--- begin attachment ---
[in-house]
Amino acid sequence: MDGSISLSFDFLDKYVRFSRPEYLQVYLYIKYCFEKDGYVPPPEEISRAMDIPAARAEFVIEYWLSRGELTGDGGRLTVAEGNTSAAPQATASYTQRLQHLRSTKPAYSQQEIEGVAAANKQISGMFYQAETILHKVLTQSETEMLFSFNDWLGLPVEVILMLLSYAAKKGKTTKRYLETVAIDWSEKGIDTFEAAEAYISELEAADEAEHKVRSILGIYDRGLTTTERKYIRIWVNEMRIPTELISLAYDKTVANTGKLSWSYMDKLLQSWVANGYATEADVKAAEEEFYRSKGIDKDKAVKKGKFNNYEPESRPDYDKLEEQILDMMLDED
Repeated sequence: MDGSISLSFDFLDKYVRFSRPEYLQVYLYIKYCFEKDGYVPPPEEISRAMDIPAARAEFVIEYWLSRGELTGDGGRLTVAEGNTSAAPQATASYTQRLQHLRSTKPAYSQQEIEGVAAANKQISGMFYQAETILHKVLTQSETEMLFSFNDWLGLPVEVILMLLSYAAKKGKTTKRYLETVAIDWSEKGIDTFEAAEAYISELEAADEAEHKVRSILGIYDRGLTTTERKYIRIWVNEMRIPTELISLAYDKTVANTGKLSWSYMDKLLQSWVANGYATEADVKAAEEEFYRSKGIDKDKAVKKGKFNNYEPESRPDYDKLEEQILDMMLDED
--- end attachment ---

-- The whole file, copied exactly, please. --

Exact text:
[in-house]
Amino acid sequence: MDGSISLSFDFLDKYVRFSRPEYLQVYLYIKYCFEKDGYVPPPEEISRAMDIPAARAEFVIEYWLSRGELTGDGGRLTVAEGNTSAAPQATASYTQRLQHLRSTKPAYSQQEIEGVAAANKQISGMFYQAETILHKVLTQSETEMLFSFNDWLGLPVEVILMLLSYAAKKGKTTKRYLETVAIDWSEKGIDTFEAAEAYISELEAADEAEHKVRSILGIYDRGLTTTERKYIRIWVNEMRIPTELISLAYDKTVANTGKLSWSYMDKLLQSWVANGYATEADVKAAEEEFYRSKGIDKDKAVKKGKFNNYEPESRPDYDKLEEQILDMMLDED
Repeated sequence: MDGSISLSFDFLDKYVRFSRPEYLQVYLYIKYCFEKDGYVPPPEEISRAMDIPAARAEFVIEYWLSRGELTGDGGRLTVAEGNTSAAPQATASYTQRLQHLRSTKPAYSQQEIEGVAAANKQISGMFYQAETILHKVLTQSETEMLFSFNDWLGLPVEVILMLLSYAAKKGKTTKRYLETVAIDWSEKGIDTFEAAEAYISELEAADEAEHKVRSILGIYDRGLTTTERKYIRIWVNEMRIPTELISLAYDKTVANTGKLSWSYMDKLLQSWVANGYATEADVKAAEEEFYRSKGIDKDKAVKKGKFNNYEPESRPDYDKLEEQILDMMLDED